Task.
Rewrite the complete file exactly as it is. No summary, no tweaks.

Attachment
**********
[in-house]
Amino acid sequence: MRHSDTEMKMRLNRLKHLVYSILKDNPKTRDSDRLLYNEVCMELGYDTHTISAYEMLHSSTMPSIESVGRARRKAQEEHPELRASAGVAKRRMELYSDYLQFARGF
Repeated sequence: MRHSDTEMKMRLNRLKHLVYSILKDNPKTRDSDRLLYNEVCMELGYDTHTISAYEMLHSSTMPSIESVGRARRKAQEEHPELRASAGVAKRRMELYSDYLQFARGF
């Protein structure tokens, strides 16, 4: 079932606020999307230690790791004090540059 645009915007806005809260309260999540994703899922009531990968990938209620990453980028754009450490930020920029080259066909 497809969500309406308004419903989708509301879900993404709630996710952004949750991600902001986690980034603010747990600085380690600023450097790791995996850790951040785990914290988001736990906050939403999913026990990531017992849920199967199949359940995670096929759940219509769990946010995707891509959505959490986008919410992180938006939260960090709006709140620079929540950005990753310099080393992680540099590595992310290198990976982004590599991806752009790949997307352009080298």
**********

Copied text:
[in-house]
Amino acid sequence: MRHSDTEMKMRLNRLKHLVYSILKDNPKTRDSDRLLYNEVCMELGYDTHTISAYEMLHSSTMPSIESVGRARRKAQEEHPELRASAGVAKRRMELYSDYLQFARGF
Repeated sequence: MRHSDTEMKMRLNRLKHLVYSILKDNPKTRDSDRLLYNEVCMELGYDTHTISAYEMLHSSTMPSIESVGRARRKAQEEHPELRASAGVAKRRMELYSDYLQFARGF
């Protein structure tokens, strides 16, 4: 079932606020999307230690790791004090540059 645009915007806005809260309260999540994703899922009531990968990938209620990453980028754009450490930020920029080259066909 497809969500309406308004419903989708509301879900993404709630996710952004949750991600902001986690980034603010747990600085380690600023450097790791995996850790951040785990914290988001736990906050939403999913026990990531017992849920199967199949359940995670096929759940219509769990946010995707891509959505959490986008919410992180938006939260960090709006709140620079929540950005990753310099080393992680540099590595992310290198990976982004590599991806752009790949997307352009080298």